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Thursday, January 22, 2009

Ask the Matriarch - We are Family Edition

It is not unusual to hear pastors ask, "Who is pastor to the pastor?" Our question today is a bit different - how are we, or are we to provide pastoral care for our family members?

Dear Matriarchs:
My aunt, who lives in a local nursing home, is nearing the end of her time here on earth; that may be tomorrow or next week or next month or longer, but it's coming. I'm pretty much her only close relative left. She was never a regular churchgoer, for a variety of reasons, and is rather reticent to talk about her faith in all but the broadest, briefest ways, but she is a person of faith who has been open to chaplain visits and religious services at her care facility.

I am finding it nigh unto impossible, emotionally, to provide any sort of spiritual care for her other than to ask her if she'd enjoy a visit from my own pastor and to ask her if there's anything else I can do for her. And this discomfort bothers me, as a lay minister who, if asked to provide spiritual comfort like prayer, Communion, etc., to someone in my parish or to a complete stranger, would be happy to do so. Among other things, it also reminds me that I wasn't able to provide very much in the way of spiritual comfort to my mother in her last days other than to, again, enlist the services of my pastor to do the "heavy lifting." And I don't want to seem like the Angel of Death hovering over the hospital bed wanting to talk/do Godstuff more than what my aunt would be comfortable with normally.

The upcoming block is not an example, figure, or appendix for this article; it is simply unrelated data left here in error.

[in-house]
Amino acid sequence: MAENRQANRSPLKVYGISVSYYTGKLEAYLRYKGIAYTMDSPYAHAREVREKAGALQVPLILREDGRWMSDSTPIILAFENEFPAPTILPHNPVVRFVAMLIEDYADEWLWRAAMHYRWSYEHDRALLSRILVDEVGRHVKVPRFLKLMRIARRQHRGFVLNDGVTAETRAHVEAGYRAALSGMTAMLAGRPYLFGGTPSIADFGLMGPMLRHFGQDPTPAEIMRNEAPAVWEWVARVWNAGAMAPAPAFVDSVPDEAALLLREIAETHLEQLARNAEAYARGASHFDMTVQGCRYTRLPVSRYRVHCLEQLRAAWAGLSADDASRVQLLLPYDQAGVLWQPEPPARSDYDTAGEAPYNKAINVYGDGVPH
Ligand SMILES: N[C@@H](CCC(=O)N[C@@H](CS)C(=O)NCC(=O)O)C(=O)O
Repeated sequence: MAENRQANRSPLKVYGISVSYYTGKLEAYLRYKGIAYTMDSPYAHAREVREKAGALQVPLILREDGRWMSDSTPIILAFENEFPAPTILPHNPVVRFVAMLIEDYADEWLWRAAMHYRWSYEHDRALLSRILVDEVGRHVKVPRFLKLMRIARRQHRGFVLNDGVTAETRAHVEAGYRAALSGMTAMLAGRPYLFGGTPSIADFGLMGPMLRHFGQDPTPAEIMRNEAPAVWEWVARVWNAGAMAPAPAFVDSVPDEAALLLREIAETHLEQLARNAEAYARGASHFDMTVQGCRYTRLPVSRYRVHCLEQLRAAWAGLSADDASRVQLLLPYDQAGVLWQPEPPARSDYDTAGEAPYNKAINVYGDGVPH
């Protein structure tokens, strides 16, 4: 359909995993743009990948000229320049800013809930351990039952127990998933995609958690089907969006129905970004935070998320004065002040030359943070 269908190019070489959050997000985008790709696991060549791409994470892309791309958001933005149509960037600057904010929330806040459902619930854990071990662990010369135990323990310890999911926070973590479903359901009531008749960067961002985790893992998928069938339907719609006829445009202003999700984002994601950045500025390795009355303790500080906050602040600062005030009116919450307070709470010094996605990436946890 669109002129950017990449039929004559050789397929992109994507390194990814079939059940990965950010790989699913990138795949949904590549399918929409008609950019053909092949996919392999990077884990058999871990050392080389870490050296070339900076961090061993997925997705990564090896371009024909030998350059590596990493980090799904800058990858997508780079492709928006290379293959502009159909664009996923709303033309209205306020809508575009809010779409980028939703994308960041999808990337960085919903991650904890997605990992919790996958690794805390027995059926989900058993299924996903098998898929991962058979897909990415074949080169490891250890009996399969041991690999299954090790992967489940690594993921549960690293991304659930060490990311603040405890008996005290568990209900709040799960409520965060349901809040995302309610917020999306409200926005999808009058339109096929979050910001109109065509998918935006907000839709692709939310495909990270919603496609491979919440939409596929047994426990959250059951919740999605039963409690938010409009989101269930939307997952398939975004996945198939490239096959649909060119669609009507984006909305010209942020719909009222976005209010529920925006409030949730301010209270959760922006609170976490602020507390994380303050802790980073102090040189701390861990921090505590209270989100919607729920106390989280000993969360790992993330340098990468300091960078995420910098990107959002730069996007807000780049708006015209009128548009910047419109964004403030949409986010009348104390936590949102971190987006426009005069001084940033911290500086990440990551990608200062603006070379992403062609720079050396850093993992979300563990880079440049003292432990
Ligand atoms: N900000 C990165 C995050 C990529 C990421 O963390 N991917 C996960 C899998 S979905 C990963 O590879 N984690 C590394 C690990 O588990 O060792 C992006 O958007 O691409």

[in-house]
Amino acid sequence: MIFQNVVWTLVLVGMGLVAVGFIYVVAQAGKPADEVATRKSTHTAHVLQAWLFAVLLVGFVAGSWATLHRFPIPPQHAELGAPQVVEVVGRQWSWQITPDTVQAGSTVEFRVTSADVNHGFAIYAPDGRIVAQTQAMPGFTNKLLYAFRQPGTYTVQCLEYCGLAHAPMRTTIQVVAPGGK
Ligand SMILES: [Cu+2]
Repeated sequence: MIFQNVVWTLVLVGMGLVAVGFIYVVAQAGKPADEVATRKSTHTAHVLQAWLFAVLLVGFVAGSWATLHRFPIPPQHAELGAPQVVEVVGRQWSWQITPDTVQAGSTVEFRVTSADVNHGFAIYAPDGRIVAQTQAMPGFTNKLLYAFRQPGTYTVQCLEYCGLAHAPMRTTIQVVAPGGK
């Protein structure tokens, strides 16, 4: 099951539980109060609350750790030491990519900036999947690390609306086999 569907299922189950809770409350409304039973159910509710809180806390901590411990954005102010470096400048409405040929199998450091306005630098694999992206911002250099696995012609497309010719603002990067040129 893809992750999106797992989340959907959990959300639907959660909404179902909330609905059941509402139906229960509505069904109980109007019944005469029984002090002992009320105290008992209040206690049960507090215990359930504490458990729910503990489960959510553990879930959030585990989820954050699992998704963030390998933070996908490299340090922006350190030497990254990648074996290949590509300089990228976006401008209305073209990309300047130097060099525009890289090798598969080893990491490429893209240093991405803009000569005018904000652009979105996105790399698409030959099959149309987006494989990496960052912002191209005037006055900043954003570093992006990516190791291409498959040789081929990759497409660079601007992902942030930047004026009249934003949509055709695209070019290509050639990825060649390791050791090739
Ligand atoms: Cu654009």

What is your experience in this type of situation, Matriarchs? Is it analogous to physicians who refer their own family members to other health care professionals? I'm starting to beat myself up about this, but on the other hand I know that my pastor's own standard pastoral-care question to me -- "Is there anything I can do for you right now?" -- is what I've been asking my aunt, and respecting her responses.

Our matriarchs were of one mind on this question - when it comes to our families, we are their family, first and foremost. Ours is to provide support and care as a niece or a daughter or a sister. That care may include prayer with our family member, but only if that is something that we would naturally share as a niece and an aunt.